Manchester City’s two-year ban from Champions League football has been overturned on Monday by the Court Of Arbitration (CAS).
City had vowed to contest the ban and fine of €30m given to them in February after the club were told they were in serious breach of financial fair play regulations, with City’s Abu Dhabi owners accused of disguising their own, private investment as sponsorship deals.
They have been found not guilty, but for their inability in assisting the initial financial fair play investigation, for which they have now been fined €10m.
CAS came to the conclusion that “most of the alleged breaches were either not established or time-barred.”.
It is a major victory for Man City in avoiding and as well as the financial implications of not playing in the Champions League being damaging for a club of their size, they will also have averted a potential exodus of key playing staff.
Kevin De Bruyne, in particular, was vocal about his intention to review his future with the club should they be denied access to play in Europe’s elite club competition.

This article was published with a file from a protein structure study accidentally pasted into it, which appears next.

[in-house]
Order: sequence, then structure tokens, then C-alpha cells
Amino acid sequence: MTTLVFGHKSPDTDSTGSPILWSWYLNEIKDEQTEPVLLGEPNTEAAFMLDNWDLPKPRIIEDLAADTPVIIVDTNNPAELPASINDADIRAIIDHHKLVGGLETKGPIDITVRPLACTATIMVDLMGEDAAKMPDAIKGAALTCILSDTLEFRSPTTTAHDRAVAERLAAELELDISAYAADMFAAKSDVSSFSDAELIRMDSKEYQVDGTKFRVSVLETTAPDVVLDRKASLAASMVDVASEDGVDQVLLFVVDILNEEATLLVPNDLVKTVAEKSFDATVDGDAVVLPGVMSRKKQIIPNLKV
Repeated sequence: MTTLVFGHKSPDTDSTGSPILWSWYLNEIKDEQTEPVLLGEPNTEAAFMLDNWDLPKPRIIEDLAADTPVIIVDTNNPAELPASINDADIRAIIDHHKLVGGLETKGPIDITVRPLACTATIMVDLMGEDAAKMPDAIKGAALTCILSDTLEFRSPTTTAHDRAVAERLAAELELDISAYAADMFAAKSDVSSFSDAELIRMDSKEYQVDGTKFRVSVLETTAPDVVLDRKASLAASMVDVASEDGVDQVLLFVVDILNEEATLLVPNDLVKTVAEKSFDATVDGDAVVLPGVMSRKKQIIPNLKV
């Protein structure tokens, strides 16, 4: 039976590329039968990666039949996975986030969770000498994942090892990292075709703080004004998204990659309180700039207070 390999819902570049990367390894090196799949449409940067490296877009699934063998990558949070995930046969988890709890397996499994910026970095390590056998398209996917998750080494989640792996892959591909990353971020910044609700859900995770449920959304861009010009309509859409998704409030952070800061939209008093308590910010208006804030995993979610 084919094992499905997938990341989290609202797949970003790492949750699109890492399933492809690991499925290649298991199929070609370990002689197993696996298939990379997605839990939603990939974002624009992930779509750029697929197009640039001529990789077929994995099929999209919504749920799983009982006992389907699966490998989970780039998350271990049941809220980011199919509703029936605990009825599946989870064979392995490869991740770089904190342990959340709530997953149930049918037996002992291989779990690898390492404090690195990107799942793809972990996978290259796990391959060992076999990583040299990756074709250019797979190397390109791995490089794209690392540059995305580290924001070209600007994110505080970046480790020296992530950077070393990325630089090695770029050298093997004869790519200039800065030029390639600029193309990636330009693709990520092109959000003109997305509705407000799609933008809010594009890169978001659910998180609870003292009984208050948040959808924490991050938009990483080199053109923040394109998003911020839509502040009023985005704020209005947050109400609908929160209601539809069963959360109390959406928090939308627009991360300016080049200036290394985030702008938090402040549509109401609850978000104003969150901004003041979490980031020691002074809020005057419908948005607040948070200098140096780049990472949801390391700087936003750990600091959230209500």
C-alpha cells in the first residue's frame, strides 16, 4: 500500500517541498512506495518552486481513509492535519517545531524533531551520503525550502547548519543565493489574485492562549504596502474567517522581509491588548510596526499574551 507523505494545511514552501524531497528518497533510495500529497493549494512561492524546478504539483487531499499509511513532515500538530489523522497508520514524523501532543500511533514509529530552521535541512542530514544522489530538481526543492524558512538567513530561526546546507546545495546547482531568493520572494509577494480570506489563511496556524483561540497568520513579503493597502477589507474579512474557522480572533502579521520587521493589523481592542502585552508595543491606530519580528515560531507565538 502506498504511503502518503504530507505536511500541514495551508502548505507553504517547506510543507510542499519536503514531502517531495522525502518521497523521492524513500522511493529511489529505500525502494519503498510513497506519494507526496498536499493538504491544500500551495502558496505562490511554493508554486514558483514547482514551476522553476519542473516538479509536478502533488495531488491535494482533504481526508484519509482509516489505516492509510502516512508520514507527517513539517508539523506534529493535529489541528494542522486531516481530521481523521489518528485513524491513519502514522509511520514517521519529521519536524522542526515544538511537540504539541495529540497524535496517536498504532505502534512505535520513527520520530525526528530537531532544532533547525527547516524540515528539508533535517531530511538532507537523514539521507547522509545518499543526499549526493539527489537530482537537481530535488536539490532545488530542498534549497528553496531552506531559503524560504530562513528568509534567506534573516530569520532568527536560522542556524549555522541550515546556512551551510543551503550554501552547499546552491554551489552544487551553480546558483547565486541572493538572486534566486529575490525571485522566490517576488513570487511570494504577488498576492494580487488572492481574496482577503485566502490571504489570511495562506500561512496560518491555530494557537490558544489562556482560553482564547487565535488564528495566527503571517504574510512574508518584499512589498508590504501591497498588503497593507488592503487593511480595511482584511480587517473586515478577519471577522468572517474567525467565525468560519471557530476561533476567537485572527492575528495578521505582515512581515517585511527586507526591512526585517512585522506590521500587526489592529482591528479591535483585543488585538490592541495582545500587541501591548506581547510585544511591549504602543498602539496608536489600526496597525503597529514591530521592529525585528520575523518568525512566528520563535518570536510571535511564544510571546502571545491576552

The initial investigation commenced after allegations in several articles by German magazine Der Spiegel, who allegedly gained access to leaked emails from within the club.
Those emails suggested that just £8m of sponsorship came from the club’s major sponsor, Etihad Airlines, out of the £67.5m worth of sponsorship the club received, with the rest coming personally from the Abu Dhabi United Group - owner Sheikh Mansour’s private company.
Financial fair play rules were introduced so that clubs had to spend within their means from money earned, rather than from private investment. The aim was to curb "unfair" spending on exorbitant transfer fees and player wages.
Man City are still involved in this season’s Champions League competition, with a second-leg fixture against Real Madrid on the horizon. Should they defeat Los Blancos, they’ll face the winner of the clash between Juventus and Lyon.